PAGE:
It’s Match Week across the nation – a time when thousands of fourth-year medical students eagerly await the news of which residency program they will spend the next three to seven years of their lives, training in their chosen specialty.
Duke Anesthesiology’s residency program director, Dr. Annemarie Thompson says, “It’s one of the strangest experiences for students who have invested so much and worked so hard. Their fate is in an envelope, in someone else’s hands, and won’t be released until a certain moment by their medical school. I don’t think there’s anything like it. You never forget what that feeling is like the moment you find out your Match.”
This week is monumental for not only medical students but also residency programs. On the first day of Match Week, institutions find out whether they have filled their residency positions and applicants find out whether they have matched in the initial round, providing a big sigh of relief for many students. Then “the scramble” begins, the period of Match Week when applicants who did not initially match can apply for open residency positions across the country (available through the Supplemental Offer and Acceptance Program (SOAP)).
While many institutions’ anesthesia departments may offer around 25 residency positions each year, Duke Anesthesiology is offering 14 residency positions this year, all of which have been matched after interviewing about 1,000 applicants, according to Dr. Thompson. Compared to other top programs, Dr. Thompson says Duke Anesthesiology is probably the smallest of residency programs which uniquely has more medical cases than residents; an advantage in Duke’s recruiting process, according to Dr. Thompson, because applicants see that Duke’s faculty are heavily invested and they want to get to know the residents, mentor them and advise them.
“Anesthesiology is one of those specialties that require a lot of trust, and our attendings really make the effort to get to know us and do a great job of tailoring their teaching to different skill levels,” says Duke Anesthesiology co-chief resident, Dr. Eun Eoh. “There is a lot of collegiality among the residents and the faculty invest a lot of time in helping us grow. They really support us as residents.”
Many residency applicants will interview with up to 20 institutions. So, who is a perfect Match for the Duke Anesthesiology residency program? Dr. Thompson says she looks for a breadth of experience and diversity while selecting applicants. Her goal is to create a team of 14 physicians who can spend the next four years working closely with each other, bringing different strengths to the team and the specialty of anesthesiology. During the interview season, she says it’s important that she doesn’t think of them as residents coming to Duke for training; she thinks of them as potentially future colleagues, if not on Duke’s faculty, then elsewhere.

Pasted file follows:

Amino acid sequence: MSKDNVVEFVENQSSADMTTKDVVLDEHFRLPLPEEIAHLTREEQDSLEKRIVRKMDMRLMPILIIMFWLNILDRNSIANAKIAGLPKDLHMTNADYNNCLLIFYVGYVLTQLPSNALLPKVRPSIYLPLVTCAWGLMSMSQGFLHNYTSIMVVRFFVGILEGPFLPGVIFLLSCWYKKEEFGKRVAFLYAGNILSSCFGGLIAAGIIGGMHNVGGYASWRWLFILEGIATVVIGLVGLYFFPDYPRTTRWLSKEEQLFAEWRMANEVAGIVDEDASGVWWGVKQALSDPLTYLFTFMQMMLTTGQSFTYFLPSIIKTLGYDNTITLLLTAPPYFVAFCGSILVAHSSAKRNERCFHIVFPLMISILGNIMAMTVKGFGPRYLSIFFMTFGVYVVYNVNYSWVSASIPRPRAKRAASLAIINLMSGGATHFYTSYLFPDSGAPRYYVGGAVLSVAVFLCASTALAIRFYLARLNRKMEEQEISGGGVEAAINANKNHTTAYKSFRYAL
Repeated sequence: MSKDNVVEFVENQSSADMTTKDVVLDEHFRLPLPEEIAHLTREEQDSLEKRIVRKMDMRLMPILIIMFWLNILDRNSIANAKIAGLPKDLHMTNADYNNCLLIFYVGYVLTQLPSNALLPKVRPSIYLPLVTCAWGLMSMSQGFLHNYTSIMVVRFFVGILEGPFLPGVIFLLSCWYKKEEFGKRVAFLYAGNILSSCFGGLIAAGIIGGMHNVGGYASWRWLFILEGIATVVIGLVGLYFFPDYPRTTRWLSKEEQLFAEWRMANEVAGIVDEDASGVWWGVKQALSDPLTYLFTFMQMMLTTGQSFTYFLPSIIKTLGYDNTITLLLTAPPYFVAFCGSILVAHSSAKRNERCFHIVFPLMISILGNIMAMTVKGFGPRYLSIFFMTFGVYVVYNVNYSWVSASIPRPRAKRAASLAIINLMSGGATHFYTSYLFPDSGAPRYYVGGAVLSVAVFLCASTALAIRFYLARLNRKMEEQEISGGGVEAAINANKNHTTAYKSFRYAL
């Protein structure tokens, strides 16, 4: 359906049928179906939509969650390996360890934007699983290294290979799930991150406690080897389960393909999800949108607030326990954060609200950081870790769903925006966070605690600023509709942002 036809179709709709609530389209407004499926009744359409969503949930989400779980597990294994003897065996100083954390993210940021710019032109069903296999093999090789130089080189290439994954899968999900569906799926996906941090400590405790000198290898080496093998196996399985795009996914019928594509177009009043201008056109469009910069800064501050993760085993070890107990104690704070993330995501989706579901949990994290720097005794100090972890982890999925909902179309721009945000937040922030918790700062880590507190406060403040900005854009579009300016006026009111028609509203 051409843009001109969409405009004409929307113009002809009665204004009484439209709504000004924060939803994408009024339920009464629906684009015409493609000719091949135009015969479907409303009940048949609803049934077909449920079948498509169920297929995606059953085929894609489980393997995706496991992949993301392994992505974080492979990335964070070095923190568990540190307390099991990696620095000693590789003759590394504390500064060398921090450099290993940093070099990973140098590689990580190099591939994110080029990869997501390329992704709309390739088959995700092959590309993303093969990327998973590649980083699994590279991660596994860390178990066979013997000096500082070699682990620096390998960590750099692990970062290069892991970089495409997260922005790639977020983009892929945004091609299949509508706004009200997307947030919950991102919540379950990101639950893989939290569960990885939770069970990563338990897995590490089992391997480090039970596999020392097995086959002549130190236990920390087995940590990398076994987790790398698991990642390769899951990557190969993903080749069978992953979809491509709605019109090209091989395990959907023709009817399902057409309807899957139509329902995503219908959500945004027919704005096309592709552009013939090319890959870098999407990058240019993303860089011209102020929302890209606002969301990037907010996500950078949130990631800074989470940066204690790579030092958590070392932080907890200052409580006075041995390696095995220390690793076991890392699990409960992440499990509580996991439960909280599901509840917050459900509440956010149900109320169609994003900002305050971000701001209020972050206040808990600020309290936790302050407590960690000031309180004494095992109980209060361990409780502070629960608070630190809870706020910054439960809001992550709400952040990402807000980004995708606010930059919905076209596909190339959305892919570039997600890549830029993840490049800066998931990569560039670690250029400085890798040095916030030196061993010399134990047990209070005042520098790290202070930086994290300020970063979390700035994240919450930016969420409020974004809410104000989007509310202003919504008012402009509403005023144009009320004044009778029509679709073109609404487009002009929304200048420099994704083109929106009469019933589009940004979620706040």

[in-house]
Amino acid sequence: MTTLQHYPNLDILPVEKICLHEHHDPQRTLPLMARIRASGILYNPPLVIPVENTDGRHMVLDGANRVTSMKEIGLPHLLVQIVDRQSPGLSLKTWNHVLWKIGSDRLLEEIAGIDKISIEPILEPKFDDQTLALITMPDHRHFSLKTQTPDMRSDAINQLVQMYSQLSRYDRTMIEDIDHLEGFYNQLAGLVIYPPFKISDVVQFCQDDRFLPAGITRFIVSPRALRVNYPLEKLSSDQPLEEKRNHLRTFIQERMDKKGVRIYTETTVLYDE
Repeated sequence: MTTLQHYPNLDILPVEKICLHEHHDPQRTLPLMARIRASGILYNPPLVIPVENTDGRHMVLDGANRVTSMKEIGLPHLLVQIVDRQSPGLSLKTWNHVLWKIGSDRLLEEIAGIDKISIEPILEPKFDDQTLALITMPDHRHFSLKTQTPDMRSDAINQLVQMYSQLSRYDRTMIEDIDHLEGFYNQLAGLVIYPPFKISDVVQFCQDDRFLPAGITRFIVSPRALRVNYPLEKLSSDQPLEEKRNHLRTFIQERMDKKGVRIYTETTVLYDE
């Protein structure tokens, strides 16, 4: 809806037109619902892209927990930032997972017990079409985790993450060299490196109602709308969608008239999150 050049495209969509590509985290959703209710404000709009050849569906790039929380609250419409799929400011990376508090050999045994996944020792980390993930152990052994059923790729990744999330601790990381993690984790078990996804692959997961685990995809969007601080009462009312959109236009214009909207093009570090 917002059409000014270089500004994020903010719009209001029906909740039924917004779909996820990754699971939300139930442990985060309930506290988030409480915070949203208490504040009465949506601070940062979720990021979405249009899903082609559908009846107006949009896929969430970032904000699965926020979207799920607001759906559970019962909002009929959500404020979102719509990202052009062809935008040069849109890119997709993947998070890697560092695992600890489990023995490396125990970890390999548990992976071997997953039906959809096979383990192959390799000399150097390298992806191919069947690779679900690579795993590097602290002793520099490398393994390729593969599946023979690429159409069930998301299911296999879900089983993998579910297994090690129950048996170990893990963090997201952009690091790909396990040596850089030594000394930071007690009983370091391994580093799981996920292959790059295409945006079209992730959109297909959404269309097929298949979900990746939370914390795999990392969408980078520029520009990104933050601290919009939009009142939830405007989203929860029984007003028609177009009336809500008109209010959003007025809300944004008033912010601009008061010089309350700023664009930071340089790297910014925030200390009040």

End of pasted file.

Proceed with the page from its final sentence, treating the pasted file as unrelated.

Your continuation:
When describing what the Match process feels like for medical students, Dr. Thompson says it’s similar to a pregnancy. “You’re excited, looking forward to the future, but you do it with a little bit of nervousness because there is a bit of uncertainty. There are few times in our lives where there are no guarantees and we can’t completely control the outcome. You do everything you can and then you wait.”
And the wait will be over this Friday on Match Day as medical schools across the country hold ceremonies and hand out Match envelopes. It’s one of the biggest moments of a medical student’s life; a moment that Dr. Thompson still remembers like it was yesterday. “They called my name, handed me the envelope, and I remember I could see my Match through the envelope as I was walking. I matched my first choice and I was really excited. It’s those little details that stick with you. Those memories are so crisp, even years later.”
Duke Anesthesiology’s co-chief resident, Dr. Stephen Gregory, remembers his long walk to the podium to receive his envelope and the long walk back to his seat where his wife and family were waiting for the big reveal. Dr. Gregory opened the envelope to find he matched with his first choice, Duke Anesthesiology. “It was the most exciting day of medical school. It was really nerve-wracking but I remember it pretty fondly. It literally shaped the direction of my career.”
Dr. Eoh also matched with her first choice at Duke Anesthesiology; she remembers opening the envelope, celebrating with her mom, and then running outside to call her dad in Korea to share the good news. “He was probably not awake at that time but he picked up the phone and it was a great moment. It’s a special day for everybody.”
There is currently a 93 percent match rate in the United States for M.D. students. Last year marked the largest Main Residency Match in the history of the National Resident Matching Program (NRMP) with 41,334 total registrants and more than 30,000 positions offered. The number of matched seniors reached an all-time high last year with 51 percent of them matching to their first choice. So, for the thousands of medical students across the nation about to experience this life-changing moment, Dr. Thompson has this advice, “As hard as it is to have a loss of control, try to take a deep breath, remember how much you’ve accomplished, how far you’ve come, and know you’ve done everything you can. The odds are overwhelmingly in your favor that things will turn out well.”
This year, the NRMP has partnered with the American Medical Association and the Association of American Medical Colleges to create an online community forum to encourage interactions and photo sharing during Match Week festivities! Join the celebration by using #Match2016 on Facebook, Twitter, Flickr, Instagram or Google+. And, tweet your Match Week photos using #MatchThrowback.